Weak productivity in Britain is an acute problem. Explanations have included insufficient necessary skills, an overinvestment in unnecessary skills at the university level, capital shallowing and too little creative destruction. In this webinar we explore a different explanation.
We ask whether a failure to recruit and operationalise diverse talent is an underlying root cause of slow growth. Join Grace Lordan where she will be discussing with a panel of experts the theory and evidence behind the diversity and productivity link.
Meet our speakers and chair
Claire Crawford (@claire_l_crawf) is an Associate Professor of Economics in the UCL Centre for Education Policy and Equalising Opportunities and a Research Fellow of the Institute for Fiscal Studies. She is particularly interested in understanding inequalities in these outcomes and how policy can help reduce these gaps. Claire has a strong track record of high impact research, including giving evidence to a number of select committees on education, social mobility and diversity and inclusion issues. Her work on higher education access and contextualised admissions was submitted as an impact case study to REF2021 by the University of Warwick.
Andy Dickerson is an applied economist with research and policy interests in the operation and functioning of labour markets, with a particular focus on the measurement, utilisation and value of skills. He sits on the Skills and Productivity Board (SPB), an expert committee providing independent, evidence-based advice to ministers at the Department for Education on matters relating to skills and their contribution to productivity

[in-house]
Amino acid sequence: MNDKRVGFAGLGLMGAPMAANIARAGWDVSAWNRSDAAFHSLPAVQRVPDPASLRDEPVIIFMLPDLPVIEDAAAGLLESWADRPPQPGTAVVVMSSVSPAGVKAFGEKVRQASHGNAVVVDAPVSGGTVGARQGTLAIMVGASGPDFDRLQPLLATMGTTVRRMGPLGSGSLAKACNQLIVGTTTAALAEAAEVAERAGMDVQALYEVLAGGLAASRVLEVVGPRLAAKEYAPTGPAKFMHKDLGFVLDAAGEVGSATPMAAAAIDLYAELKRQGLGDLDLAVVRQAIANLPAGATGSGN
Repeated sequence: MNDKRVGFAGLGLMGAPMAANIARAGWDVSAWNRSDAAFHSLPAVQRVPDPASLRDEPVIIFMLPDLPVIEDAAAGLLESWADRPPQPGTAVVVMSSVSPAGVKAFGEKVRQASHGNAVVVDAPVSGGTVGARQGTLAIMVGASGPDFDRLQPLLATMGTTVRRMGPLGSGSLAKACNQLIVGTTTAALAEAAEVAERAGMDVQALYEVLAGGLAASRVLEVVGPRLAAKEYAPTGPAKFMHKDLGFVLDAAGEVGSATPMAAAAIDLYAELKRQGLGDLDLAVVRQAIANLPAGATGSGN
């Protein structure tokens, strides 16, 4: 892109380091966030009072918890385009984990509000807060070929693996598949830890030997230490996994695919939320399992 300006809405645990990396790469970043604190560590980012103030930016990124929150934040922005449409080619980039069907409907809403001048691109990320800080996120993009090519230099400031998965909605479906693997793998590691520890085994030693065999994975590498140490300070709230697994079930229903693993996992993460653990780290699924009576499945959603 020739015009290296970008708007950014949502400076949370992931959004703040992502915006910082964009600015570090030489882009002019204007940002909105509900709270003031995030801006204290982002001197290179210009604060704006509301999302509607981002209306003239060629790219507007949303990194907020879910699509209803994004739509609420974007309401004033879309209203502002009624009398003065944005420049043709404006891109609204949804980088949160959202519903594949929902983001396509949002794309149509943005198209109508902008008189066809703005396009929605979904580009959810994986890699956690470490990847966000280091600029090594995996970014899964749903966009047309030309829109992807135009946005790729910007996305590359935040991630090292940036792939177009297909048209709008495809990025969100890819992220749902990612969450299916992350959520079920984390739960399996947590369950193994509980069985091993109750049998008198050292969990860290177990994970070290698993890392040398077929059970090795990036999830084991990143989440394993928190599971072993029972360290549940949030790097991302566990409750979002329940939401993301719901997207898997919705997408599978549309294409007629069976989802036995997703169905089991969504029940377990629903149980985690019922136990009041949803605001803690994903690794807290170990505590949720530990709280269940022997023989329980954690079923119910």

Belton Flournoy (@AussieBelton) is founder of Protiviti UK's LGBT+ group, which won best LGBT+ network in 2019 by the Inclusive Tech Alliance. Belton was also the founder of Pride in the City for Pride in London, where he ran a Mayor backed initiative dedicated to increasing diversity and inclusivity across London businesses. He has over a decade of experience supporting clients with deploying strategic solutions across some of the world’s leading financial services institutions, while maintaining a strong passion for ensuring diversity and inclusivity remain high on organisations business agenda.
Aliya Hamid Rao (@aliyahrao) is a sociologist and an Assistant Professor in the department of Methodology. She uses a gendered lens to examine the institutions of paid work and the domestic realm of the family. Her first book, Crunch Time: How Married Couples Confront Unemployment, was published by the University of California Press (2020). Aliya has articles published in (or forthcoming) in peer reviewed journals like the American Sociological Review, Work, Employment and Society, Journal of Marriage and Family, and Gender & Society. She has also written on these topics of work, family, and gender for mainstream publications like the Atlantic, Quartz, and Harvard Business Review.
Grace Lordan (@profgracelordan) is the author of Think Big, the Founding Director of The Inclusion Initiative and Associate Professor at the London School of Economics and Political Science. Her academic writings have been published in top international journals and she has written for the Financial Times, Fortune, Fast Company and Harvard Business Review.
More about this event
TII (@lse_tii) is a research center at LSE that is creating Inclusive leaders. TII does this by bringing together teaching, research and practice to build more inclusive work environments.
This webinar launches a new project, Diversity and Productivity: from education to work.
Twitter Hashtag for this event: #LSETII